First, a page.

• 45. Pàmies, Oscar
    et al.
    Diéguez, Montserrat
    Bäckvall, Jan-E.
    Stockholm University, Faculty of Science, Department of Organic Chemistry.
    Artificial Metalloenzymes in Asymmetric Catalysis: Key Developments and Future Directions2015In: Advanced Synthesis and Catalysis, ISSN 1615-4150, E-ISSN 1615-4169, Vol. 357, no 8, p. 1567-1586Article in journal (Refereed)
    Abstract [en]

    Artificial metalloenzymes combine the excellent selective recognition/binding properties of enzymes with transition metal catalysts, and therefore many asymmetric transformations can benefit from these entities. The search for new successful strategies in the construction of metal-enzyme hybrid catalysts has therefore become a very active area of research. This review discusses all the developed strategies and the latest advances in the synthesis and application in asymmetric catalysis of artificial metalloenzymes with future directions for their design, synthesis and application (Sections 2-4). Finally, advice is presented (to the non-specialist) on how to prepare and use artificial metalloenzymes (Section 5).

  • 46.
    Rabten, Wangchuk
    Stockholm University, Faculty of Science, Department of Organic Chemistry.
    Development of Ruthenium Complexes for Water Oxidation2015Licentiate thesis, comprehensive summary (Other academic)
    Abstract [en]

    Development of a methodology to combat the world energy crisis can be one of the greatest challenges now facing mankind. Our research is focused on the development of versatile catalysts (WOCs) that oxidize water into molecular oxygen at neutral pH, driven by the mild one-electron oxidant [Ru(bpy)3]3+, using natural photosynthesis a sa model.

    The first part of the thesis describes the unexpected generation of a mononuclear Ru complex from a hexadentate ligand, which was envisioned to accommodate two metal atoms. The study of this mononuclear catalyst clearly demonstrated the importance of having strongly electron donating functional groups and their effect on catalytic water oxidation.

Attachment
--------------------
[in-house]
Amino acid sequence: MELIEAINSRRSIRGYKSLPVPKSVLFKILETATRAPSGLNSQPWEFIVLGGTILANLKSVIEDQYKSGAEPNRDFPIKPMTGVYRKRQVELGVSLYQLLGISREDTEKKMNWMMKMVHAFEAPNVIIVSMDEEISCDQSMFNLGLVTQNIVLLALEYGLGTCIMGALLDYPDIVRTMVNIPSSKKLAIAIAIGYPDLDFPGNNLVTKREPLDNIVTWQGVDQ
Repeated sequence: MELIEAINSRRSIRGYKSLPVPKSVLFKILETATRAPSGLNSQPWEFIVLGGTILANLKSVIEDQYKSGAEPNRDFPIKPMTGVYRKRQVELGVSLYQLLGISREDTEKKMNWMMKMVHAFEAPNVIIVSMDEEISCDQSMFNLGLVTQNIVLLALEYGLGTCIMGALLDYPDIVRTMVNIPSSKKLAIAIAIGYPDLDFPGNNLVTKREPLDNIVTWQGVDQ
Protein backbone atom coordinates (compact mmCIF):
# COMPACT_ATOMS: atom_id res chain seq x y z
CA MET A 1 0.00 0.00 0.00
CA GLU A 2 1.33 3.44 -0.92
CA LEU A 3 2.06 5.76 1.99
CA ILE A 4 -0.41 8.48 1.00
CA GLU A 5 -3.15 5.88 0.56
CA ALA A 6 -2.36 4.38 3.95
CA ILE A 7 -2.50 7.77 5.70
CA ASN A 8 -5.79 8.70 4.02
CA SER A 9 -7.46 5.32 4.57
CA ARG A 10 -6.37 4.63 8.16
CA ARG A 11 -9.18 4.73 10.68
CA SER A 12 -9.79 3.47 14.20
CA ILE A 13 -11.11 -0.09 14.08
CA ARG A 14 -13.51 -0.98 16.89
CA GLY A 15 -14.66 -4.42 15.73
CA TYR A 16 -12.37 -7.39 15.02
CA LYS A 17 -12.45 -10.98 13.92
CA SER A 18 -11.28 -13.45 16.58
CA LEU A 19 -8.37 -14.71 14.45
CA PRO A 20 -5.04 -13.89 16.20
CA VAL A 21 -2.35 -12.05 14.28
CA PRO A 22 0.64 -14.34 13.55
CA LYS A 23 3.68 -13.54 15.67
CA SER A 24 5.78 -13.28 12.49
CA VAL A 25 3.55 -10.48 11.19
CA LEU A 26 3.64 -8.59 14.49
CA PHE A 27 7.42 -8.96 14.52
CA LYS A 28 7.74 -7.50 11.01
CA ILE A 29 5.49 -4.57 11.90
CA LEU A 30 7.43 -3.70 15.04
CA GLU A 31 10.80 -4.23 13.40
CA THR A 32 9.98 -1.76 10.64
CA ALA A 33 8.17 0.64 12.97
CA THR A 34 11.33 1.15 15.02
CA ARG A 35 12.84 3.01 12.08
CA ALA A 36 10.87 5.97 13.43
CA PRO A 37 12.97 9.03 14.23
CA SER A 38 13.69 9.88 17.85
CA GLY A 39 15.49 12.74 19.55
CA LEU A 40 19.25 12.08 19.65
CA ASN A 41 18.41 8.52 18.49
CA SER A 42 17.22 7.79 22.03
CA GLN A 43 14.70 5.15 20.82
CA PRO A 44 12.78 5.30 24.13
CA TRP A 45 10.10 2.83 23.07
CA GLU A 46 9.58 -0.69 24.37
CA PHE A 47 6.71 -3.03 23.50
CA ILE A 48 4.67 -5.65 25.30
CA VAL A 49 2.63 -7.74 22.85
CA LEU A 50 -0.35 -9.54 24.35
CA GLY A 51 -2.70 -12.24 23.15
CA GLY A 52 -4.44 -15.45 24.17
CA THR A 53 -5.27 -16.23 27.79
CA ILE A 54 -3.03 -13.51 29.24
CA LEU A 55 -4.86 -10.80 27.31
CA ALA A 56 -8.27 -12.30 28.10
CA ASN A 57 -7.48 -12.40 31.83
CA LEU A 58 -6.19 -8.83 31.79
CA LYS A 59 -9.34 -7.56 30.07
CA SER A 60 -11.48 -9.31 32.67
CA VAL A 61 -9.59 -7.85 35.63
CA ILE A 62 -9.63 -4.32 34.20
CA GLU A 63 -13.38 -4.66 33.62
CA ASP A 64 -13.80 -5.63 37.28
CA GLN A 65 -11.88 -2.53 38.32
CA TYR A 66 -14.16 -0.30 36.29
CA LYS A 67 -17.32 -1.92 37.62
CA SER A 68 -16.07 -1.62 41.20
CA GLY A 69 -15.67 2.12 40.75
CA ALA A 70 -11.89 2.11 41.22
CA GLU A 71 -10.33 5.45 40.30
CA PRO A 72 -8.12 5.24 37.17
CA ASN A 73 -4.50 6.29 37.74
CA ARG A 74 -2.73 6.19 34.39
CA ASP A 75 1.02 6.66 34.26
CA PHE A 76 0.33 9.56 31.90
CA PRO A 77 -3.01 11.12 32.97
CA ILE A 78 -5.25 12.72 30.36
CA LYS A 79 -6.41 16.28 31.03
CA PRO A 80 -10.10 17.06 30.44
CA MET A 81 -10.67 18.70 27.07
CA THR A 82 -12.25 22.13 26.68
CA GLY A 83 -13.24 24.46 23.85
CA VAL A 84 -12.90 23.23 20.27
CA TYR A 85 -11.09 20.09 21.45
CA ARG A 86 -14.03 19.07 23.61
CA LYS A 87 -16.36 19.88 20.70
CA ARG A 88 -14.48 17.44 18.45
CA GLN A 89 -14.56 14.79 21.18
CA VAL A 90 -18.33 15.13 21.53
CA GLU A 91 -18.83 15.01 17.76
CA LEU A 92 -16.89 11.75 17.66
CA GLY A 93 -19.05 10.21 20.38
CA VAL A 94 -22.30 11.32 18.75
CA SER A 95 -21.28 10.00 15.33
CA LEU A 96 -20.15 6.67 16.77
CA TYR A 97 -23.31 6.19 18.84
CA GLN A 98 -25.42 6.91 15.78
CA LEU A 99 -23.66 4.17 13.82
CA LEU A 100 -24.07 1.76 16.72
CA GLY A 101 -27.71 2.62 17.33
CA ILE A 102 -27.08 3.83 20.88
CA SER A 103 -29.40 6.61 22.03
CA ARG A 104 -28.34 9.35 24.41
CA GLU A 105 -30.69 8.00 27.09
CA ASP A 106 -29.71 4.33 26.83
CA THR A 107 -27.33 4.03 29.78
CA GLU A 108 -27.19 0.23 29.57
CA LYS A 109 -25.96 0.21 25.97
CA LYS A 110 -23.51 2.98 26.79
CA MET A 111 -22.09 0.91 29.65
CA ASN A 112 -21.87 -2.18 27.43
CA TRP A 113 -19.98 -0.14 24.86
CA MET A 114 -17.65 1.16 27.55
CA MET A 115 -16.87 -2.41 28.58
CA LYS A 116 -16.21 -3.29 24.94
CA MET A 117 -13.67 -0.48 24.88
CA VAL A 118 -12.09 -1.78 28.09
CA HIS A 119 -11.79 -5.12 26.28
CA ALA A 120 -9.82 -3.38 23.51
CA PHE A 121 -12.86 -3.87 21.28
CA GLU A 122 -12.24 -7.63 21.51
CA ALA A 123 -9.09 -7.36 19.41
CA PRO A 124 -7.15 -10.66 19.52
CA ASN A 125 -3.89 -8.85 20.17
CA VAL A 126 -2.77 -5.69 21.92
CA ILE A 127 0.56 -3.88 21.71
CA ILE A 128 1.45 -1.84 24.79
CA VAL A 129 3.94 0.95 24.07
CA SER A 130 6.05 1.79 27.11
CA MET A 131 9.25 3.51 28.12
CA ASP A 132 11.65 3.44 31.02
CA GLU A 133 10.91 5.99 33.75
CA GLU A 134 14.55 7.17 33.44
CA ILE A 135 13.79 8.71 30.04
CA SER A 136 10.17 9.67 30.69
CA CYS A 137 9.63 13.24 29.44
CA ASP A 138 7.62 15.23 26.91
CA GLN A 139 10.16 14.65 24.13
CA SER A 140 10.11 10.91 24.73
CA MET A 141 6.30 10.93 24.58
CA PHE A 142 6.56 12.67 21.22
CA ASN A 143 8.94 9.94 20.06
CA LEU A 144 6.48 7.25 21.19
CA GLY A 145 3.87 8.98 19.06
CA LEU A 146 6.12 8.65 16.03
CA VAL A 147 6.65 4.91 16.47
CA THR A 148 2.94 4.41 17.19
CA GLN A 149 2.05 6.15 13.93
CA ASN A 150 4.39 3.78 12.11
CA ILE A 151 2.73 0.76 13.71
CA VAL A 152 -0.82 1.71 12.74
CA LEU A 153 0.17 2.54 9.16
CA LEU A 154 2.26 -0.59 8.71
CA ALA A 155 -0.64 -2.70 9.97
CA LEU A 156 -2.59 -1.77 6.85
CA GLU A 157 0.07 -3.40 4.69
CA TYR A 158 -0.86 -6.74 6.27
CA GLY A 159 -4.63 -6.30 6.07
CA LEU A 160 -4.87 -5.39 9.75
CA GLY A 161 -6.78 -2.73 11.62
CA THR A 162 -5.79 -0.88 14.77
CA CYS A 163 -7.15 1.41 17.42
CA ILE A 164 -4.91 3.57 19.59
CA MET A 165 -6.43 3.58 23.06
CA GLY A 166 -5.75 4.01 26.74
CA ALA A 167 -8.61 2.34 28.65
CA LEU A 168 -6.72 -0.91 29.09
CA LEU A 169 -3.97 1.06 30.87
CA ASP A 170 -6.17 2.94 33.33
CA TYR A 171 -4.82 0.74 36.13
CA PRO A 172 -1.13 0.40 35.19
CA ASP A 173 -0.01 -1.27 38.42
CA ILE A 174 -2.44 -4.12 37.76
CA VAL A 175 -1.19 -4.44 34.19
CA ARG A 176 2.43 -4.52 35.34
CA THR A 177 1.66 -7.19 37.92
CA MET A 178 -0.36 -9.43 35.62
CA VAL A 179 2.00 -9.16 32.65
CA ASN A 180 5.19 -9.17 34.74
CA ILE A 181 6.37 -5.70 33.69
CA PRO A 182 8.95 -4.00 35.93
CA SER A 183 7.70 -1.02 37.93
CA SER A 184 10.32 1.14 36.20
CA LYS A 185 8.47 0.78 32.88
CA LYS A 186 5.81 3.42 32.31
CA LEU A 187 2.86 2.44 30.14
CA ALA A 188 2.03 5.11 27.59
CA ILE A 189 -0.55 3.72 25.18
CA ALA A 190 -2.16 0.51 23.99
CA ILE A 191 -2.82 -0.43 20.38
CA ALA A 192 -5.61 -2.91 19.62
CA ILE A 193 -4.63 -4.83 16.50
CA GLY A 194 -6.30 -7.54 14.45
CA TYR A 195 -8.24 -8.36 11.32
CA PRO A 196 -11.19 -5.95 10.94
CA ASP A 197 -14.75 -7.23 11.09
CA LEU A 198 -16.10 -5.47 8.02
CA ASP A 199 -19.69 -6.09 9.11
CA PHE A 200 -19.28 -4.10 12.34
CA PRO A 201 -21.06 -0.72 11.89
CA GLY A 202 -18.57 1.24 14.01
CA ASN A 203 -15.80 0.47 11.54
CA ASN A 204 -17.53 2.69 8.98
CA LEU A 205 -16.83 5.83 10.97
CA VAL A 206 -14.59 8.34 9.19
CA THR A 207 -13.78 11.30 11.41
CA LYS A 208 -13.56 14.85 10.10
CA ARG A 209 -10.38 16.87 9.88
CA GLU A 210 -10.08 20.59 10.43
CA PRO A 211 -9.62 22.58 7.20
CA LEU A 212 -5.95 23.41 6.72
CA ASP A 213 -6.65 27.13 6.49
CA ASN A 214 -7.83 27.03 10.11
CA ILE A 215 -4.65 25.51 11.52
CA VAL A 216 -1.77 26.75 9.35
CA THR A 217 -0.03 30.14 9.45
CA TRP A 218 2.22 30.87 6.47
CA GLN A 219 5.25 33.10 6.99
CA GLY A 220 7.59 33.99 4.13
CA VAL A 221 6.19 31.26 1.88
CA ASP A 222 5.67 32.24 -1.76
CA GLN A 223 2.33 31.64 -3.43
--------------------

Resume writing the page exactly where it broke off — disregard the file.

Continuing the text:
The second part of thesis presents the preparation of a mononuclear Ru complex, which contains two amide groups in the ligand scaffold and the superior reactivity of this complex in catalytic water oxidation under neutral condition. When mild one-electronoxidant [Ru(bpy)3]3+ was employed, TONs of ∼ 6000 and TOFs of ∼20s-1 were achieved, which are the highest values reported so far, using this type of oxidant

  • 47.
    Rabten, Wangchuk
    et al.
    Stockholm University, Faculty of Science, Department of Organic Chemistry.
    Kärkäs, Markus D.
    Stockholm University, Faculty of Science, Department of Organic Chemistry.
    Åkermark, Torbjörn
    Stockholm University, Faculty of Science, Department of Organic Chemistry.
    Chen, Hong
    Stockholm University, Faculty of Science, Department of Materials and Environmental Chemistry (MMK).